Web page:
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COMMENTARY: Slow death of cooking is gravy for food industry

Recent surveys suggest the average adult spends more time watching cooking shows than actually cooking. Cooking has become optional for most of us. That means we've relinquished control of what we eat to corporations. And those corporations want to provide us with conveniently served and easily prepared products — both healthy and not so healthy.
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frying-pan
Like the Maytag repairman, the frying pan has become lonely and bored. "A recent study in England said 20 per cent of adults who cooked a full meal only did it to post pictures on social media. It's not about learning cooking skills, it's about showing off," writes Sylvain Charlebois. (Wikimedia Commons)

By SYLVAIN CHARLEBOIS

Canadians are cooking less and eating faster — and our obesity rates are at worrying levels.

An increasing number of consumers are taking ownership of food systems, but taking control of our food systems can't be fully achieved unless some cooking is involved.

Humans are the only species on Earth that cooks. But are we witnessing the slow death of cooking?

Home economics courses have almost completely disappeared from curriculum across the country and we may have lost at least one generation of cooks.

Although some reports suggest that more people are eating at home, restaurant revenues were up more than three per cent in 2016, a sign of growth in the industry.

As the food-service industry prospers, food retailing is almost at a stalemate. Canadian food retail sales were up a minuscule 0.7 per cent last year.

What we eat is changing — and how and where we eat is also rapidly changing. Technology has a lot to do with it as it alters the concepts of going out and eating in.

Consumer choices have never been so abundant: fast food, fine dining, food trucks, ready-to-eat products by traditional retailers and so much more. Eating at home can be equally confusing. You can “dine out” at home and you can cook a meal that's been ordered in.

Yet much of society is obsessed with cooking shows and celebrity chefs.

Cooking shows have been on the air for more than 60 years, initially as women's programming.

In the early years, viewers could watch a handful of hours a week of shows from experts like Julia Child or Jacques Pepin.

Now, Canadians have access to hundreds of hours of food-related shows a week. Shows on food have gone mainstream, attracting a new generation of viewers and sponsors. Cooking shows range from reality competitions to saving restaurants from going out of business.

Some are so incredibly well produced that they should compel you to go directly into the kitchen and cook the most exquisite meal. Yet evidence shows that's not happening. In fact, recent surveys suggest the average adult spends more time watching cooking shows than cooking.

Even more disturbing is how these shows inspire some people. A recent study in England said 20 per cent of adults who cooked a full meal only did it to post pictures on social media. It's not about learning cooking skills, it's about showing off.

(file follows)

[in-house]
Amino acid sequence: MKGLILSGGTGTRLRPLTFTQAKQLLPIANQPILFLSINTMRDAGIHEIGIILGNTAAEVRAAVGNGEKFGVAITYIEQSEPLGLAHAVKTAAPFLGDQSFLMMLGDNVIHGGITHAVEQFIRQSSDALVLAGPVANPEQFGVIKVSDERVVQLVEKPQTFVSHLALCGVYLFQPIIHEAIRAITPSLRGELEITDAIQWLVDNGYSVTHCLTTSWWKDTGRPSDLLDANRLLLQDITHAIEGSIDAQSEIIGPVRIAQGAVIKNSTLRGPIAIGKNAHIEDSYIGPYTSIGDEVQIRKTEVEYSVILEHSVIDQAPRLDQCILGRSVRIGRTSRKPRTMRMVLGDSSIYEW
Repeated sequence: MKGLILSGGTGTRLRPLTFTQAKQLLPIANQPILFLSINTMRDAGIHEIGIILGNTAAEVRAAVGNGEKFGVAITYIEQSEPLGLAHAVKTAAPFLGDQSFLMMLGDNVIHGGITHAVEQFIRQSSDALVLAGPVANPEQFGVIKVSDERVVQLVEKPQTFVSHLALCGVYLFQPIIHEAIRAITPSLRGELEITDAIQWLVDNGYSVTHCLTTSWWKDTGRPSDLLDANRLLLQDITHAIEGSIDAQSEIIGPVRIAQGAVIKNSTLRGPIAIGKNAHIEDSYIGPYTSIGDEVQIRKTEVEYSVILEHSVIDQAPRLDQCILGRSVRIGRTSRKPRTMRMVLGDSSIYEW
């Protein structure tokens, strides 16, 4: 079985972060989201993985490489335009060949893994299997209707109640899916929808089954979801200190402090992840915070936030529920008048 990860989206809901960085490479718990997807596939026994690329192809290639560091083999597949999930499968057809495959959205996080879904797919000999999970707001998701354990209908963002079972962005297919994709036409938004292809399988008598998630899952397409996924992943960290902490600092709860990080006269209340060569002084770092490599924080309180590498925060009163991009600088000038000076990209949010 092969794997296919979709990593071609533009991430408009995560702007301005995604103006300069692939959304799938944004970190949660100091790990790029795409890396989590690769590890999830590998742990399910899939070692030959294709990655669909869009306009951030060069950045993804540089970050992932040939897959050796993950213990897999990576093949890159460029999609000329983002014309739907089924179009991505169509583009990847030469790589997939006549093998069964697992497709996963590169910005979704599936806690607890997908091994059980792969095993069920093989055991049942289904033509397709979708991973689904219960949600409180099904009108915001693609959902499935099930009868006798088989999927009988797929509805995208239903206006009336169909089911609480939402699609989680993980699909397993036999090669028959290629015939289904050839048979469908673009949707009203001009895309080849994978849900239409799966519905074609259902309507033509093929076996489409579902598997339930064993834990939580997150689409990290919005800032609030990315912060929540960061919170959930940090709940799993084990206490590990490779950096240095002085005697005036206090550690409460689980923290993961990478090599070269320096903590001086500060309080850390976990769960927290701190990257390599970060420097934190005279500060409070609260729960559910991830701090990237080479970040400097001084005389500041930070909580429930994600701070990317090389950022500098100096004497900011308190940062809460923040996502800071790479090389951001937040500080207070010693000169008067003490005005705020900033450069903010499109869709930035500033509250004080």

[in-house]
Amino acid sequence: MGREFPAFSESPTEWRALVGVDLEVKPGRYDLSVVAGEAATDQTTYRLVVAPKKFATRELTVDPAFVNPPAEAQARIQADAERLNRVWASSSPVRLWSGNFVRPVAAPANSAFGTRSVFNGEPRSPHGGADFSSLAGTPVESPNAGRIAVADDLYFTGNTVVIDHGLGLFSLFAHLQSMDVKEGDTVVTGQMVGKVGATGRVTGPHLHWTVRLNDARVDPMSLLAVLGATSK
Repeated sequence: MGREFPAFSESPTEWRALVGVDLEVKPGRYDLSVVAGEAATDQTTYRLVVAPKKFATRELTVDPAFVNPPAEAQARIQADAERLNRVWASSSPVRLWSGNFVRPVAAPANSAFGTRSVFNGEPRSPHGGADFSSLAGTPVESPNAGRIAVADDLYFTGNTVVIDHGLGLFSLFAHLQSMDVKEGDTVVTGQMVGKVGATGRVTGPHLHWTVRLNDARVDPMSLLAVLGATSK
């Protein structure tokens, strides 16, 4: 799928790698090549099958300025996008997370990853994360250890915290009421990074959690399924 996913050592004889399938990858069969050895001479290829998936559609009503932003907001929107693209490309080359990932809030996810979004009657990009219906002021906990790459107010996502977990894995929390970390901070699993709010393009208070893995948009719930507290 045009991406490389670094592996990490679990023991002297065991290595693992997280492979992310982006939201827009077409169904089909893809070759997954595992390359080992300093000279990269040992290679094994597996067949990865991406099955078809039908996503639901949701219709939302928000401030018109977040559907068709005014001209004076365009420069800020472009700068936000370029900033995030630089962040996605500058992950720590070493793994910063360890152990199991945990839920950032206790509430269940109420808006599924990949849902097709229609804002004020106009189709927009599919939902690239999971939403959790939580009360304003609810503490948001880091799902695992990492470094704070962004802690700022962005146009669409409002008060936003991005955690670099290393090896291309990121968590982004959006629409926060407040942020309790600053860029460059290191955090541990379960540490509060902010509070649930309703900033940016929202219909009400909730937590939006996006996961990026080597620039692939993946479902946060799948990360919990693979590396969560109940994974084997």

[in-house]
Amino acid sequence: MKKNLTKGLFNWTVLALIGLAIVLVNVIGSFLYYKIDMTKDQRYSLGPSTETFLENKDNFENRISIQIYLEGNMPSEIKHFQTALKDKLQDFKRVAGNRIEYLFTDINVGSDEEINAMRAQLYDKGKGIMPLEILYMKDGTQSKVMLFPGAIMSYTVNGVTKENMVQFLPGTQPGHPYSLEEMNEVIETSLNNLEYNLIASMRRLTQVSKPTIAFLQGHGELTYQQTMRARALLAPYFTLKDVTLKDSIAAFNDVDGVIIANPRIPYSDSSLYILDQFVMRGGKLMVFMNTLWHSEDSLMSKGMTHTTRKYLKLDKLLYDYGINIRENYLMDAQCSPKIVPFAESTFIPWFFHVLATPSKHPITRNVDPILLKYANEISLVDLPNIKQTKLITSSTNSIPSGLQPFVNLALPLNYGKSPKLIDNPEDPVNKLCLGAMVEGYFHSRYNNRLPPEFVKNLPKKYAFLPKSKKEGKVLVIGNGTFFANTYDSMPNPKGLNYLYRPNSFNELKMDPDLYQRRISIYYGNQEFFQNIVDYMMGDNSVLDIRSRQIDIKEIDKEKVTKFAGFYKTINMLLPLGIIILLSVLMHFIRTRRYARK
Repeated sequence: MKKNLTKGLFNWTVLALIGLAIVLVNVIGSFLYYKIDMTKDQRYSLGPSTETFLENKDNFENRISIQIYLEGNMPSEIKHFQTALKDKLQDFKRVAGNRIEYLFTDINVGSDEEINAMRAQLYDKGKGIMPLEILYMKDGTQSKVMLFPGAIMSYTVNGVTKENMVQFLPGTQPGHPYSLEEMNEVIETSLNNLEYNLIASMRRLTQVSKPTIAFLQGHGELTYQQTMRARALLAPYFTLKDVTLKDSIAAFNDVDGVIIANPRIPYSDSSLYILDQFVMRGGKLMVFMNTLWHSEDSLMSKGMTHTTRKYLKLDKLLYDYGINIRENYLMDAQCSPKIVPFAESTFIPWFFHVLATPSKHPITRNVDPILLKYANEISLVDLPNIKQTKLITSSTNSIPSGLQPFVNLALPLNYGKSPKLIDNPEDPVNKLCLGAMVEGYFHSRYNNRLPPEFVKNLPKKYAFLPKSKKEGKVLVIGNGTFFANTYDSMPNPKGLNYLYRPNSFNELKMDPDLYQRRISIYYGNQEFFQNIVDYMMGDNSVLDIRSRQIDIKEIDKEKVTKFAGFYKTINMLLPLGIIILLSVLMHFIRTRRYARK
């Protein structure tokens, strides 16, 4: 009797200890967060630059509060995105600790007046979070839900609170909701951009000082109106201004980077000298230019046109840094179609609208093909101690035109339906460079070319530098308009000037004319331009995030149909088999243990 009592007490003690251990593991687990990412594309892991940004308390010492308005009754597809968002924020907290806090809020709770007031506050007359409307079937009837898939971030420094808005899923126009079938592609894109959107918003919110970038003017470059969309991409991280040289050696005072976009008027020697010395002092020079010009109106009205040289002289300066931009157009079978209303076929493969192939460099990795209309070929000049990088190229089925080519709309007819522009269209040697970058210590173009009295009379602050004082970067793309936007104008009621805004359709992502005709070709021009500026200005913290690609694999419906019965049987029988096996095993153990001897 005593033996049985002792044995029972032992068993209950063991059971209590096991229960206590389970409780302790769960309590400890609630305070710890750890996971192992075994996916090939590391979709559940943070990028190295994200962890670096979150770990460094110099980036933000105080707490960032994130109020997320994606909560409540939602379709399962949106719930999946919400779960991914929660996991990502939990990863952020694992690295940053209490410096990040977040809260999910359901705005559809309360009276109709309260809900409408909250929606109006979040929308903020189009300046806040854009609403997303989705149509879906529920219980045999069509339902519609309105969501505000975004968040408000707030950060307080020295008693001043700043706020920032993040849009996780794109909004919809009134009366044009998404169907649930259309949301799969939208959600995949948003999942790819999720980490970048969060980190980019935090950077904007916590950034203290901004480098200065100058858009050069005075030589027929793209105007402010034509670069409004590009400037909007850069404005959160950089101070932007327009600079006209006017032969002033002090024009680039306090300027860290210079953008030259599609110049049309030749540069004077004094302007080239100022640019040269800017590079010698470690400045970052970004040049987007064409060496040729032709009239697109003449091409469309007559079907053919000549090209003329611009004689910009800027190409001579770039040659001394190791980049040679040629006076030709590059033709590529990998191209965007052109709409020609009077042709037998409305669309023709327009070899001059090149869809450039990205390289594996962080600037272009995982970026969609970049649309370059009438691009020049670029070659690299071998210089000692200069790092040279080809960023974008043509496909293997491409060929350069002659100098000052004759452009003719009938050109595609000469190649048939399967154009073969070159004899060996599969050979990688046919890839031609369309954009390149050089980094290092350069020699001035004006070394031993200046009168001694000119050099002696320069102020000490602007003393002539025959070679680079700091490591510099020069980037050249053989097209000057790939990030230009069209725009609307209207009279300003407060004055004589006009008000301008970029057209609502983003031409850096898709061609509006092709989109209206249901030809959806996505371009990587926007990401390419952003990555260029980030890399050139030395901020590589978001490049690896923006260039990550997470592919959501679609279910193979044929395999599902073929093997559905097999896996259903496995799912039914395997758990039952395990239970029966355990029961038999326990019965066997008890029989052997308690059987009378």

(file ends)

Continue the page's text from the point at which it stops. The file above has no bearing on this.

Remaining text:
It would seem that many adults want to cook more, since they spend so much time watching cooking shows.

But, in fact, people aren't cooking.

One fundamental and obvious reason is the integration of women in the workforce. As more women get better jobs and spend more time outside the household, they spend less time cooking. Having more women actively engaged in the workforce is critical to our economic growth. But as we pursue of socio-economic equality, we need to encourage everyone to invest more time in the kitchen.

There's no better way to share our varied values and cultures than through food and cooking.

Yet cooking has become optional for most of us.

That means we've relinquished control of what we eat to corporations. And those corporations want to provide us with conveniently served and easily prepared products — both healthy and not so healthy.

For many years, the meaning of good and proper eating was imposed on consumers rather than driven by them. That, of course, is changing. More companies are responsive to our desire for more food product transparency, and to our desire for authentic food experiences. Essentially, an increasing number of consumers are taking ownership of food systems.

But consumers can't truly gain control unless some cooking is involved. Cooking can make our food tastier, and more tender and digestible. And consumers can add their own touch to their meals, truly making it theirs.

Humans should have a precious relationship with food. However, modern life has caused most of us to drift away from that relationship.

We tend to think cooking is too challenging, that it requires too much time and costs too much. Those perspectives drive us to convenience foods — and out of the kitchen.

Even more troubling is the amount of time we spend eating, which is decreasing at an alarming rate. According to the Organization for Economic Co-operation and Development, the average Canadian spends less than an hour and 15 minutes eating each day.

Canadians should get back in the kitchen and get back to taking the time to enjoy our food. Perhaps if we do, our obesity rates will start to decline and we'll be healthier in general.

Troy Media columnist Sylvain Charlebois is dean of the faculty of management and a professor in the faculty of agriculture at Dalhousie University, and author of Food Safety, Risk Intelligence and Benchmarking, published by Wiley-Blackwell (2017).



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